Regulation Creates Jobs, But Neither Safety Nor Energy

Regulations don't make things safer, just more expensive.

Technical progress has got to be a real discouragement to the doom-and-gloom fraternity.  Just as they were gearing up to pass laws that would let the government control all our energy use in the name of Saving the Planet, someone hacked a computer and showed that man-caused global warming was pretty much a fraud.  The fraud was perpetrated by True Believers who, coincidentally, happened to be in a position to make money spending federal research funds.

As the doomsters were moaning about our continued reliance on foreign energy supplies, lo and behold, the energy companies discovered enough natural gas in the United States to power the nation for a century or so.

So what's a doomster to do?  The usual cries of BANANA! or Build Absolutely Nothing Anywhere Near Anything (or Anyone) won't work because gas companies already have leases near or in most of the new gas fields.

When there's no other way to stop Americans enjoying a new source of energy, the anti-growth crowd usually falls back on regulation.  They can generally count on the EPA to decide that anything new will pollute too much and regulate new energy sources out of existence.

In this case, that strategy won't work due to a counter-strategy which the New York Times calls the "Halliburton loophole."

Among the many dubious provisions in the 2005 energy bill was one dubbed the Halliburton loophole, which was inserted at the behest of - you guessed it - then-Vice President Dick Cheney, a former chief executive of Halliburton.

It stripped the Environmental Protection Agency of its authority to regulate a drilling process called hydraulic fracturing.

Hydraulic fracturing is the key technology needed to release the century-worth of natural gas which seems to be found under most of the continental United States.  It involves injecting water and other carefully-chosen chemicals into a gas well under high pressure.  The pressure cracks the rock and releases the natural gas.

The process was invented in the 1940's, but it's taken until now to develop equipment that can stand the extremely high pressures and to learn precisely which chemicals to use.  Knowing that the technology would soon unleash a bonanza of natural gas, Dick Cheney seems to have pre-emptively spiked the BANANA crowd's guns by taking away the EPA's authority to regulate the process.  With the regulatory hurdles removed, new supplies of natural gas are flowing into the nation's pipelines and the price has been dropping.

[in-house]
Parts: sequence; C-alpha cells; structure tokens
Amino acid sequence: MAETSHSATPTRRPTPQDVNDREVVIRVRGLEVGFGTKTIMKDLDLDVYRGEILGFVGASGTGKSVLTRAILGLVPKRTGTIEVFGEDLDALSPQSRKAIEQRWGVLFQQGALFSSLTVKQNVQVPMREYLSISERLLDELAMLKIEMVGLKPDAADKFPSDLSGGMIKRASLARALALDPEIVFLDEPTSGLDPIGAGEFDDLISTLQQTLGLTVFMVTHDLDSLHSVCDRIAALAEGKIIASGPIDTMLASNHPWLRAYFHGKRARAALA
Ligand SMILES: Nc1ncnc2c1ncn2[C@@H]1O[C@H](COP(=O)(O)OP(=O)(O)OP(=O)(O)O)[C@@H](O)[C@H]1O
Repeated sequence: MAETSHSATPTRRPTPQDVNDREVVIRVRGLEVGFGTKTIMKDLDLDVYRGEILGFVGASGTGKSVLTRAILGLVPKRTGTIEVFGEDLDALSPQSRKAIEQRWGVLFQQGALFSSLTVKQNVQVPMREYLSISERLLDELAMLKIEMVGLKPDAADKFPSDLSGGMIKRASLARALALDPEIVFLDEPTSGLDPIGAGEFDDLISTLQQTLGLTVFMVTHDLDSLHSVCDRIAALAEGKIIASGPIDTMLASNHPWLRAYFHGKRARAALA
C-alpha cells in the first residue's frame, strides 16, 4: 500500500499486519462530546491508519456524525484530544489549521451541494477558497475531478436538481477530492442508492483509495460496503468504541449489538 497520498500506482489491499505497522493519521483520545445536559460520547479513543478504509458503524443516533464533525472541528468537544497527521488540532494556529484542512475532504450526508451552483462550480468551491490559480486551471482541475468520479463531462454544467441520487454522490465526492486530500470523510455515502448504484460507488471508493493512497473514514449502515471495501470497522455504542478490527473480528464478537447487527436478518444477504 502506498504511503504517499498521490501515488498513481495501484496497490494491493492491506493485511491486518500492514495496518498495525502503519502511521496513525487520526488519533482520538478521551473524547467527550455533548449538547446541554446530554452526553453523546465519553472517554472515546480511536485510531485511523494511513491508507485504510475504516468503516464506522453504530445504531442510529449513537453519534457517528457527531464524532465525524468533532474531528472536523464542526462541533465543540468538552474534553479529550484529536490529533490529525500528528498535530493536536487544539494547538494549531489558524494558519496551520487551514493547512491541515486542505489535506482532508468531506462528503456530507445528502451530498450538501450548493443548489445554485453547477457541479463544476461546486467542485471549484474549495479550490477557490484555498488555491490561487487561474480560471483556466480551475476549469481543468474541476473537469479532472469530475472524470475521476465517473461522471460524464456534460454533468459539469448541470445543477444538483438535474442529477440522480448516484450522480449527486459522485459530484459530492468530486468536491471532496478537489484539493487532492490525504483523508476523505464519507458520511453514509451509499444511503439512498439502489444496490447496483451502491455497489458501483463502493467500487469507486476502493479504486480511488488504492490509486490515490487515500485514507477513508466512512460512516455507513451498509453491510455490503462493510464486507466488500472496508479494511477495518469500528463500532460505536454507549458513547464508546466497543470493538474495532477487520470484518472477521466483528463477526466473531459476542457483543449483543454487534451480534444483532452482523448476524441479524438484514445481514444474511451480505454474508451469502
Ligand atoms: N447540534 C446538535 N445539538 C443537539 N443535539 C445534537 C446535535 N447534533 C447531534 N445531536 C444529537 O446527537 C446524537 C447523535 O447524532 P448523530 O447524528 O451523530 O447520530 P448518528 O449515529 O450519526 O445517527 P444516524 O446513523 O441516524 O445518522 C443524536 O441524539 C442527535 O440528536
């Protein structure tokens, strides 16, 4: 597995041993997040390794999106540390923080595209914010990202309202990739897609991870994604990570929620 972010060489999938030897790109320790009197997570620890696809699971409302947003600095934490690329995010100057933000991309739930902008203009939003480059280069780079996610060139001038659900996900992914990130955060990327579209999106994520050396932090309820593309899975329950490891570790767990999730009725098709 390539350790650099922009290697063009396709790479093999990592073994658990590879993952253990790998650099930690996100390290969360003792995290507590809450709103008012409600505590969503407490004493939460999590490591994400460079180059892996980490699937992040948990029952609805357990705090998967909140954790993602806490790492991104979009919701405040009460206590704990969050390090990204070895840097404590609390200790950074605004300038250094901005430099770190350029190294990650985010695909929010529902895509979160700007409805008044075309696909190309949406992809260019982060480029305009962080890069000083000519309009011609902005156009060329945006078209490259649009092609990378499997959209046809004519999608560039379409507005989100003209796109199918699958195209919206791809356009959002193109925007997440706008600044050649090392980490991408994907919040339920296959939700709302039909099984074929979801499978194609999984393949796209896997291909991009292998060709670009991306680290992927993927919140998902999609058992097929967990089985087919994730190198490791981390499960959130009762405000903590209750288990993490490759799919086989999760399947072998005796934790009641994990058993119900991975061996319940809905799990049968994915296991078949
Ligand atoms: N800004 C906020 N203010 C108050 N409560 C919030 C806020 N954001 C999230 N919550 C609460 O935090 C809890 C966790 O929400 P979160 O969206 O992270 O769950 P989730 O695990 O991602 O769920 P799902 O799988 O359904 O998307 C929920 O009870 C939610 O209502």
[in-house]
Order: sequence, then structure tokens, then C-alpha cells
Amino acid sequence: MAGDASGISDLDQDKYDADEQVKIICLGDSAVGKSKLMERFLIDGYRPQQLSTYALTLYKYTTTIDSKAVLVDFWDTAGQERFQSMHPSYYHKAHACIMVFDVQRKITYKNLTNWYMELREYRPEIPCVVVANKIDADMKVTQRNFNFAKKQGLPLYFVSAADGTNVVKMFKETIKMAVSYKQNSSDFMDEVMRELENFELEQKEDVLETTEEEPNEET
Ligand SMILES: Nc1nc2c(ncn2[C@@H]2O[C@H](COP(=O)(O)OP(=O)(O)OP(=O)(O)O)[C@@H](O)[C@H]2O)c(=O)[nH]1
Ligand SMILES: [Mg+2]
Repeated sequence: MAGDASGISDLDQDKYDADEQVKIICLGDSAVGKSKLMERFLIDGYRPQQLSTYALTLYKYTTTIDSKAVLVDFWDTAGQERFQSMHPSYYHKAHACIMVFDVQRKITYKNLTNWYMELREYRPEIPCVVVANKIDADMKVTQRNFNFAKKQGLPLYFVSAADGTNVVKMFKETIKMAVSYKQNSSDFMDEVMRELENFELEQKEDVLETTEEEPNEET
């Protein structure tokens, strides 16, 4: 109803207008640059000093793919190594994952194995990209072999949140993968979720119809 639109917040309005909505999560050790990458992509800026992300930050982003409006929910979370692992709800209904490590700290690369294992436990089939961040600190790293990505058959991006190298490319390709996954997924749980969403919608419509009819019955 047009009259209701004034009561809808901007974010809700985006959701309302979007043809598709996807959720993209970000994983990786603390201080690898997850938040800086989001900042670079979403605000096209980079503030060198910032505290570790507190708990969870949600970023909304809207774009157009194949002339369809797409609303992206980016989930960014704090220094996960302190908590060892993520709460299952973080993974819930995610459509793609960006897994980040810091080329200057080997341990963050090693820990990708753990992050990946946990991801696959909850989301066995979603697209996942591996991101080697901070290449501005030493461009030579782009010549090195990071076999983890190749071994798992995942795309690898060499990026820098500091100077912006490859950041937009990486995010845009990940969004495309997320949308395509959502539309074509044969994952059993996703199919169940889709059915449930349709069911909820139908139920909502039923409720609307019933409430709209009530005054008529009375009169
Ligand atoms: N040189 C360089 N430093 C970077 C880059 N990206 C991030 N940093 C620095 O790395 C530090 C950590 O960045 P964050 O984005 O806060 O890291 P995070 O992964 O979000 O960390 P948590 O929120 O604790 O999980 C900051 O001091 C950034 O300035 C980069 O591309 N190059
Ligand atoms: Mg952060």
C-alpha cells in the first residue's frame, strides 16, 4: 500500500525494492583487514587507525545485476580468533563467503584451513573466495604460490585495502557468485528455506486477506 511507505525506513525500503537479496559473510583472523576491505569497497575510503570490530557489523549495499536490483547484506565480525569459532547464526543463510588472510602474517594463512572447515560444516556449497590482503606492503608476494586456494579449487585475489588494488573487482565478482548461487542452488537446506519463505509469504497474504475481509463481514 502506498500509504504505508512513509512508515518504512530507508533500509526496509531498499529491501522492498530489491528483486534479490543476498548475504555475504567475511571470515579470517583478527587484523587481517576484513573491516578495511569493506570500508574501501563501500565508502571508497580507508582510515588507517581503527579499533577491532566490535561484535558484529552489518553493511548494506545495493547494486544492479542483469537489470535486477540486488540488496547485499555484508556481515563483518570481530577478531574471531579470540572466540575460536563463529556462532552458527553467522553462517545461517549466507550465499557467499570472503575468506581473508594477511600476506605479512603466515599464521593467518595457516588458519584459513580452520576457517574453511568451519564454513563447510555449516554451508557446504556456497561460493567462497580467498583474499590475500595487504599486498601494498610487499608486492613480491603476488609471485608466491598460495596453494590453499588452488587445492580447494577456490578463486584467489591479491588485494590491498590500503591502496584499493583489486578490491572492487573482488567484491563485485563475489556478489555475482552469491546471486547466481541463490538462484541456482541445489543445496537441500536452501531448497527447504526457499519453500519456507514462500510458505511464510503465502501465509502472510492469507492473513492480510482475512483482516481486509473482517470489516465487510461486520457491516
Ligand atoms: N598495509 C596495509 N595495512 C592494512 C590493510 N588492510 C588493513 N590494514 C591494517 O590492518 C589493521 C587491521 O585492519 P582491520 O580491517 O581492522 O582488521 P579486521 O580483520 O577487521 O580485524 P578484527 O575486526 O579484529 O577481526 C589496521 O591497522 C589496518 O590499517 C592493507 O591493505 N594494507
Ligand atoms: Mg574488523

It's extremely simple to make an automobile engine run on natural gas instead of gasoline.  The new gas source has the potential to let us de-fund terrorism by buying a lot less oil from the Middle East, but the Times will have none of it:

An even more important bill is waiting in the wings. Cumbersomely named the Fracturing Responsibility and Awareness of Chemicals Act, it would close the loophole and restore the E.P.A.'s rightful authority to regulate hydraulic fracturing. It would also require the oil and gas industry to disclose the chemicals they use.

The industry argues that the chemicals are proprietary secrets and that disclosing them would hurt their competitiveness. It also argues that the process is basically safe and that regulating it would deter domestic production. But if hydraulic fracturing is as safe as the industry says it is, why should it fear regulation?  [emphasis added]

Why should the industry fear regulation?  The answer's simple - regulation has very little to do with making a process safe, and everything to do with creating jobs and allocating power.

When a crane fell off a building in New York City last year, the building department said a) it would take months to determine what went wrong and b) they'd immediately require that a building inspector stand by whenever a crane was lifted or lowered.  Not knowing what had gone wrong, there was no way the building department could prove that having their guy stand by would make cranes any safer - or even advise the inspector on what to be inspecting - but they wanted more work and more power to stop construction projects on whim.